Windsurfers and racing yacht skippers have long been aware that the heeling moment exerted on a yacht’s sail varies according to the relative density of the wind. Many a windsurfer has puzzled over why a 5.2m sail is quite manageable during the summer holidays in the Mediterranean but seems impossibly overpowered for the same wind speed in early December in the UK.
The effect will be compounded by the fact that moist air is less dense than dry air. This is because water vapour is a relatively light gas compared with oxygen and nitrogen – the main constituents of air.
For a fairly extreme example, in the tropics with a temperature of 32°C and 90 per cent humidity, the air density is 1.14 kg/m3. In a northerly airstream around the UK, we might have temperatures of 10°C and 10 per cent humidity giving an air density of 1.25 kg/m3.
Your Macerating Pump Professionals Knows That Sometimes Expectation Can Lead to Misunderstanding the Situation
However, your macerating pump specialists know that the expectation may lead to some misinterpretation of what is actually happening. An increase in wind speed from 14 to 15 knots will give an increase in force on a sail of more than 15 per cent.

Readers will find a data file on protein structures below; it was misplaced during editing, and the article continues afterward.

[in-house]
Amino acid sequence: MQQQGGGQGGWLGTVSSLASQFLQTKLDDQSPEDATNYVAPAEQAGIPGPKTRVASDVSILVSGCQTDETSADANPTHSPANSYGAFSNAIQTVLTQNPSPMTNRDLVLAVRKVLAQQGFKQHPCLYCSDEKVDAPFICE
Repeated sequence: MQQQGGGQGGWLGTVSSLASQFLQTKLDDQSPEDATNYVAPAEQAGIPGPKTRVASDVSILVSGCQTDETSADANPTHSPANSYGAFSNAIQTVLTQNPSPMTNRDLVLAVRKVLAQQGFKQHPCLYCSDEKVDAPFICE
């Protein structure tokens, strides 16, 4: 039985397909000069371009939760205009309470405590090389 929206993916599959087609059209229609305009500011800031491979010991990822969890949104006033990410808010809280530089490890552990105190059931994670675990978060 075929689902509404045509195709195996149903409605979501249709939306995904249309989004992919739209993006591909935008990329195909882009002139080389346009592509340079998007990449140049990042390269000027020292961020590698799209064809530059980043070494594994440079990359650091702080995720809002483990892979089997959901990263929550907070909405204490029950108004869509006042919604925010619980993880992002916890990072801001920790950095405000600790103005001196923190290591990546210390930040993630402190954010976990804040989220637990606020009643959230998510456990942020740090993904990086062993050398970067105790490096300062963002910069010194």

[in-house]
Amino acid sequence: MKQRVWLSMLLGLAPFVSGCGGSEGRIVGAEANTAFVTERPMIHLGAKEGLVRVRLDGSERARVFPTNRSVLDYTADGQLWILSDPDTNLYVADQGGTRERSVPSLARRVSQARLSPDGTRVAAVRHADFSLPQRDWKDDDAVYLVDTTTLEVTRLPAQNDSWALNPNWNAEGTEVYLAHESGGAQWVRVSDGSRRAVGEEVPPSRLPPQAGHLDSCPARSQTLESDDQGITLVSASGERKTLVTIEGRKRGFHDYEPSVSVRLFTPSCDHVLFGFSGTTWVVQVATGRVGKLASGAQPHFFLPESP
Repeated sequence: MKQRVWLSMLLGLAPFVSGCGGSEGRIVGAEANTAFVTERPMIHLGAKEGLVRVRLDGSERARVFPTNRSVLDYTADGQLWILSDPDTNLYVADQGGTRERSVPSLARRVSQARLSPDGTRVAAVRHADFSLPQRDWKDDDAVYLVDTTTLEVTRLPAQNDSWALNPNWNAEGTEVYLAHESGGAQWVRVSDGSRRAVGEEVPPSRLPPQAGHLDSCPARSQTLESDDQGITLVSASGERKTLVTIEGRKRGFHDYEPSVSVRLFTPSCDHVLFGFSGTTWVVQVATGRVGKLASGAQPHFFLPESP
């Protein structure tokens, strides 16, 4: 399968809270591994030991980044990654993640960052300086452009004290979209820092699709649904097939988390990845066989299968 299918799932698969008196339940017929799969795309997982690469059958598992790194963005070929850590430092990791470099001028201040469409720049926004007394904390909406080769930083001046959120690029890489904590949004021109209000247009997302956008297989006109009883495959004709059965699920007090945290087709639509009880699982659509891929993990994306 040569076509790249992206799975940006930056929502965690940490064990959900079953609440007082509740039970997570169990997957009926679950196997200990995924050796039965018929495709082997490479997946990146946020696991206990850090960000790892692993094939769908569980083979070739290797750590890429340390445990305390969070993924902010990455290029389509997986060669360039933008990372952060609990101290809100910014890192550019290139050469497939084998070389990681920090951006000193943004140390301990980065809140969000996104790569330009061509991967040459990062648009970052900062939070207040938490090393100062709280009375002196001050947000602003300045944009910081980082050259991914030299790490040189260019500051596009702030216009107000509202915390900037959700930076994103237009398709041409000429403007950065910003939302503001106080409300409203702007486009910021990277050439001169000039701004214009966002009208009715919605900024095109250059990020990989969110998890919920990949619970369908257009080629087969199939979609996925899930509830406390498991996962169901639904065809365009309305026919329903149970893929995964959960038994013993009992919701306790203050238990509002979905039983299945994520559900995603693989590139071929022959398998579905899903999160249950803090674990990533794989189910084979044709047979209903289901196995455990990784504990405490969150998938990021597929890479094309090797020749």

So, the reality is that there is ‘more weight’ in cold dry air than in warm moist air. However, around the UK during the sailing season in one area the variation in the ‘weight’ of the wind must be fairly small and masked by larger effects due to variations in wind speed and especially when there are convective gusts.
A practical corollary of the above is that wind turbines can generate more power at a given wind speed in cold climates than they do in warm ones.
Cold air is much heavier than warm air and this is the basis for much of what we call weather. Did you ever notice after taking a hot shower, that when you first open the door to the bathroom, the cooler air from outside the bathroom comes in at the lowest level?
Why is cold air heavier than warm air? Cold air is denser than warm air. The molecules are packed closer together. The amount of water vapor in the air also affects the density of the air.
You may have heard that a baseball or a golf ball will travel further on a warm, humid day than it would on a cold, dry day. Since the warm, humid air is less dense, the ball travels through it with less friction.
Learn more at Raritan Engineering Company about macerating pumps and why so many people think that cold air is heavier than warm air.